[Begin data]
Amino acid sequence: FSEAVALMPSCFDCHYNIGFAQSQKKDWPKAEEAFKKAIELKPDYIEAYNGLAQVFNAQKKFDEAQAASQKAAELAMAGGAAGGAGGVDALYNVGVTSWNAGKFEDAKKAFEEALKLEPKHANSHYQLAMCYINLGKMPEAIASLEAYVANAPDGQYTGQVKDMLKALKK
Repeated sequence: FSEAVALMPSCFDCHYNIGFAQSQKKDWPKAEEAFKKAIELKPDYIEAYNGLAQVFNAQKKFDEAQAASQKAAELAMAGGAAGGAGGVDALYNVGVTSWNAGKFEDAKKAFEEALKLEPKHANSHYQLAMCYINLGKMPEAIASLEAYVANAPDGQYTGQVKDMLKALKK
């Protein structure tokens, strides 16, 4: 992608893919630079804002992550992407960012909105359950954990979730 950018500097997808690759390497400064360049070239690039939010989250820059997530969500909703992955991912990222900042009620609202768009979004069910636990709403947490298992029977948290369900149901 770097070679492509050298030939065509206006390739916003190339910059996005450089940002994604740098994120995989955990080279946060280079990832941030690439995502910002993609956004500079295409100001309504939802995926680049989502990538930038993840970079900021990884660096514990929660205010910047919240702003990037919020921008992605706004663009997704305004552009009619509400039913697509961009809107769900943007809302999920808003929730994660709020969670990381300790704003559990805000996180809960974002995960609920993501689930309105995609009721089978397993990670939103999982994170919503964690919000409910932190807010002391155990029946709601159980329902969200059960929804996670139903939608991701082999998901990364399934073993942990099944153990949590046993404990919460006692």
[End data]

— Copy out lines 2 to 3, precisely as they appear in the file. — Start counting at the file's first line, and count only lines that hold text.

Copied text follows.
Repeated sequence: FSEAVALMPSCFDCHYNIGFAQSQKKDWPKAEEAFKKAIELKPDYIEAYNGLAQVFNAQKKFDEAQAASQKAAELAMAGGAAGGAGGVDALYNVGVTSWNAGKFEDAKKAFEEALKLEPKHANSHYQLAMCYINLGKMPEAIASLEAYVANAPDGQYTGQVKDMLKALKK
């Protein structure tokens, strides 16, 4: 992608893919630079804002992550992407960012909105359950954990979730 950018500097997808690759390497400064360049070239690039939010989250820059997530969500909703992955991912990222900042009620609202768009979004069910636990709403947490298992029977948290369900149901 770097070679492509050298030939065509206006390739916003190339910059996005450089940002994604740098994120995989955990080279946060280079990832941030690439995502910002993609956004500079295409100001309504939802995926680049989502990538930038993840970079900021990884660096514990929660205010910047919240702003990037919020921008992605706004663009997704305004552009009619509400039913697509961009809107769900943007809302999920808003929730994660709020969670990381300790704003559990805000996180809960974002995960609920993501689930309105995609009721089978397993990670939103999982994170919503964690919000409910932190807010002391155990029946709601159980329902969200059960929804996670139903939608991701082999998901990364399934073993942990099944153990949590046993404990919460006692």